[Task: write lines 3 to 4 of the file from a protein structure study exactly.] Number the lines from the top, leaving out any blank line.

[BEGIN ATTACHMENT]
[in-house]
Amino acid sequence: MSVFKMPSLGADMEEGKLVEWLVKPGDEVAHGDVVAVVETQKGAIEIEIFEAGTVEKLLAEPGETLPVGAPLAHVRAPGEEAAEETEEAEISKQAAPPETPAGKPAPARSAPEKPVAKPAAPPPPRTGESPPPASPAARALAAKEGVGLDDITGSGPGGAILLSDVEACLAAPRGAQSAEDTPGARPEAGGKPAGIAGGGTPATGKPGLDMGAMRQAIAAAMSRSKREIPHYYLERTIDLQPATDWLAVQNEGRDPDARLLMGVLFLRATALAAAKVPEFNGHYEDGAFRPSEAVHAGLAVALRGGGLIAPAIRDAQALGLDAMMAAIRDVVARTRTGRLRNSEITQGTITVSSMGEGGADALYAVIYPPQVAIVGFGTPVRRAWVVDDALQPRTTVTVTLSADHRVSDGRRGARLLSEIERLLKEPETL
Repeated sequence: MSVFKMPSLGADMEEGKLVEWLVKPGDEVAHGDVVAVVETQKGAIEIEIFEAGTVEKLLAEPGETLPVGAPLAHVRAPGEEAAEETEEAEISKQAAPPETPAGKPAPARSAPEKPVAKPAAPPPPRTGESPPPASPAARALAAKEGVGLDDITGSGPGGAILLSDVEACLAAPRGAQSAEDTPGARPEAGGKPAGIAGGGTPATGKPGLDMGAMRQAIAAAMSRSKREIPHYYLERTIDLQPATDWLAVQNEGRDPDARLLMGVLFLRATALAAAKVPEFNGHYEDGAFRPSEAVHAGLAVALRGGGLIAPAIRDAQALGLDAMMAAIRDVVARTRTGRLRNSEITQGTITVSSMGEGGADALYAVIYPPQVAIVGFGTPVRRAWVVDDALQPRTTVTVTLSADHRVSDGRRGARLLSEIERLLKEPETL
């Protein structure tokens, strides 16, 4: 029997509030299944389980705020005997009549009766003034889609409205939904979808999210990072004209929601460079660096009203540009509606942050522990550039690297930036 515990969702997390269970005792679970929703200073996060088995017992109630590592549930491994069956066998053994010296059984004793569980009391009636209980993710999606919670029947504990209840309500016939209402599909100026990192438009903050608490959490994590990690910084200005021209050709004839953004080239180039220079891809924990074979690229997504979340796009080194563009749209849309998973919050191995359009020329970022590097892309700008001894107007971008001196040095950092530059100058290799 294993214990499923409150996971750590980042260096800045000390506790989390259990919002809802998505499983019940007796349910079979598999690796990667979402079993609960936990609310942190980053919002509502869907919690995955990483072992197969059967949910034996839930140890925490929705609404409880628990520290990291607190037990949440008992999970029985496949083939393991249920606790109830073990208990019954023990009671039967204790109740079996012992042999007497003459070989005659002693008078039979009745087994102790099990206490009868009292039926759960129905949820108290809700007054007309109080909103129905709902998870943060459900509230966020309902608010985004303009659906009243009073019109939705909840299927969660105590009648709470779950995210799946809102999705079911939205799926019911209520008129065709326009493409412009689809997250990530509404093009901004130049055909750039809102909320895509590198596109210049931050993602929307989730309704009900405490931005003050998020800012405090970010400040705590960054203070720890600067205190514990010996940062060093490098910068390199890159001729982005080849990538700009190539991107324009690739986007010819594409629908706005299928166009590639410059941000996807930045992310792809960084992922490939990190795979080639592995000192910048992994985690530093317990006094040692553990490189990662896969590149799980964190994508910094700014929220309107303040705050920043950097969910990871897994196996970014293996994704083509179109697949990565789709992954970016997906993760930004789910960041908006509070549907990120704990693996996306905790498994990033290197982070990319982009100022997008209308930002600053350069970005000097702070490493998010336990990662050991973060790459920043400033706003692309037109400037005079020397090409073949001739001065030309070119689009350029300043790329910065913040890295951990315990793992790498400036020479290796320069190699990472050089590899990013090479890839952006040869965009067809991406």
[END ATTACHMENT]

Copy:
Repeated sequence: MSVFKMPSLGADMEEGKLVEWLVKPGDEVAHGDVVAVVETQKGAIEIEIFEAGTVEKLLAEPGETLPVGAPLAHVRAPGEEAAEETEEAEISKQAAPPETPAGKPAPARSAPEKPVAKPAAPPPPRTGESPPPASPAARALAAKEGVGLDDITGSGPGGAILLSDVEACLAAPRGAQSAEDTPGARPEAGGKPAGIAGGGTPATGKPGLDMGAMRQAIAAAMSRSKREIPHYYLERTIDLQPATDWLAVQNEGRDPDARLLMGVLFLRATALAAAKVPEFNGHYEDGAFRPSEAVHAGLAVALRGGGLIAPAIRDAQALGLDAMMAAIRDVVARTRTGRLRNSEITQGTITVSSMGEGGADALYAVIYPPQVAIVGFGTPVRRAWVVDDALQPRTTVTVTLSADHRVSDGRRGARLLSEIERLLKEPETL
């Protein structure tokens, strides 16, 4: 029997509030299944389980705020005997009549009766003034889609409205939904979808999210990072004209929601460079660096009203540009509606942050522990550039690297930036 515990969702997390269970005792679970929703200073996060088995017992109630590592549930491994069956066998053994010296059984004793569980009391009636209980993710999606919670029947504990209840309500016939209402599909100026990192438009903050608490959490994590990690910084200005021209050709004839953004080239180039220079891809924990074979690229997504979340796009080194563009749209849309998973919050191995359009020329970022590097892309700008001894107007971008001196040095950092530059100058290799 294993214990499923409150996971750590980042260096800045000390506790989390259990919002809802998505499983019940007796349910079979598999690796990667979402079993609960936990609310942190980053919002509502869907919690995955990483072992197969059967949910034996839930140890925490929705609404409880628990520290990291607190037990949440008992999970029985496949083939393991249920606790109830073990208990019954023990009671039967204790109740079996012992042999007497003459070989005659002693008078039979009745087994102790099990206490009868009292039926759960129905949820108290809700007054007309109080909103129905709902998870943060459900509230966020309902608010985004303009659906009243009073019109939705909840299927969660105590009648709470779950995210799946809102999705079911939205799926019911209520008129065709326009493409412009689809997250990530509404093009901004130049055909750039809102909320895509590198596109210049931050993602929307989730309704009900405490931005003050998020800012405090970010400040705590960054203070720890600067205190514990010996940062060093490098910068390199890159001729982005080849990538700009190539991107324009690739986007010819594409629908706005299928166009590639410059941000996807930045992310792809960084992922490939990190795979080639592995000192910048992994985690530093317990006094040692553990490189990662896969590149799980964190994508910094700014929220309107303040705050920043950097969910990871897994196996970014293996994704083509179109697949990565789709992954970016997906993760930004789910960041908006509070549907990120704990693996996306905790498994990033290197982070990319982009100022997008209308930002600053350069970005000097702070490493998010336990990662050991973060790459920043400033706003692309037109400037005079020397090409073949001739001065030309070119689009350029300043790329910065913040890295951990315990793992790498400036020479290796320069190699990472050089590899990013090479890839952006040869965009067809991406």